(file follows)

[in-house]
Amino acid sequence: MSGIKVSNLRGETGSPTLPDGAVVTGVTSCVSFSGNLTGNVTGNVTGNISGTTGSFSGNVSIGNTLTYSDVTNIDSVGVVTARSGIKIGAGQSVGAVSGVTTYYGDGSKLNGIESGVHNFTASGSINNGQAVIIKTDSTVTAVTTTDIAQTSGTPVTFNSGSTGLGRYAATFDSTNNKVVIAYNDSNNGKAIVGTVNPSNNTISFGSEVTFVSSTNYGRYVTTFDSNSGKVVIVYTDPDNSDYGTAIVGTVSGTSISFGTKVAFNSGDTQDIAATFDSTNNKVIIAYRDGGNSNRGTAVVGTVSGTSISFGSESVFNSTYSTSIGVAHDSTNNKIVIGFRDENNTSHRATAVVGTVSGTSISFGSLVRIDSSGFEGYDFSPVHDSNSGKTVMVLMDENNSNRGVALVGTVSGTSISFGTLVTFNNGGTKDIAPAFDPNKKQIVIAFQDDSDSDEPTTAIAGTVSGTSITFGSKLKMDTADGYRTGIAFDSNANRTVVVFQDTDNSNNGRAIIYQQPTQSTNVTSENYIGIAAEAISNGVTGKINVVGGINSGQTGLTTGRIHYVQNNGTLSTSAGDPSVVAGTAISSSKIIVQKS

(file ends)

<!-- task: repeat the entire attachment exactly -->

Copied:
[in-house]
Amino acid sequence: MSGIKVSNLRGETGSPTLPDGAVVTGVTSCVSFSGNLTGNVTGNVTGNISGTTGSFSGNVSIGNTLTYSDVTNIDSVGVVTARSGIKIGAGQSVGAVSGVTTYYGDGSKLNGIESGVHNFTASGSINNGQAVIIKTDSTVTAVTTTDIAQTSGTPVTFNSGSTGLGRYAATFDSTNNKVVIAYNDSNNGKAIVGTVNPSNNTISFGSEVTFVSSTNYGRYVTTFDSNSGKVVIVYTDPDNSDYGTAIVGTVSGTSISFGTKVAFNSGDTQDIAATFDSTNNKVIIAYRDGGNSNRGTAVVGTVSGTSISFGSESVFNSTYSTSIGVAHDSTNNKIVIGFRDENNTSHRATAVVGTVSGTSISFGSLVRIDSSGFEGYDFSPVHDSNSGKTVMVLMDENNSNRGVALVGTVSGTSISFGTLVTFNNGGTKDIAPAFDPNKKQIVIAFQDDSDSDEPTTAIAGTVSGTSITFGSKLKMDTADGYRTGIAFDSNANRTVVVFQDTDNSNNGRAIIYQQPTQSTNVTSENYIGIAAEAISNGVTGKINVVGGINSGQTGLTTGRIHYVQNNGTLSTSAGDPSVVAGTAISSSKIIVQKS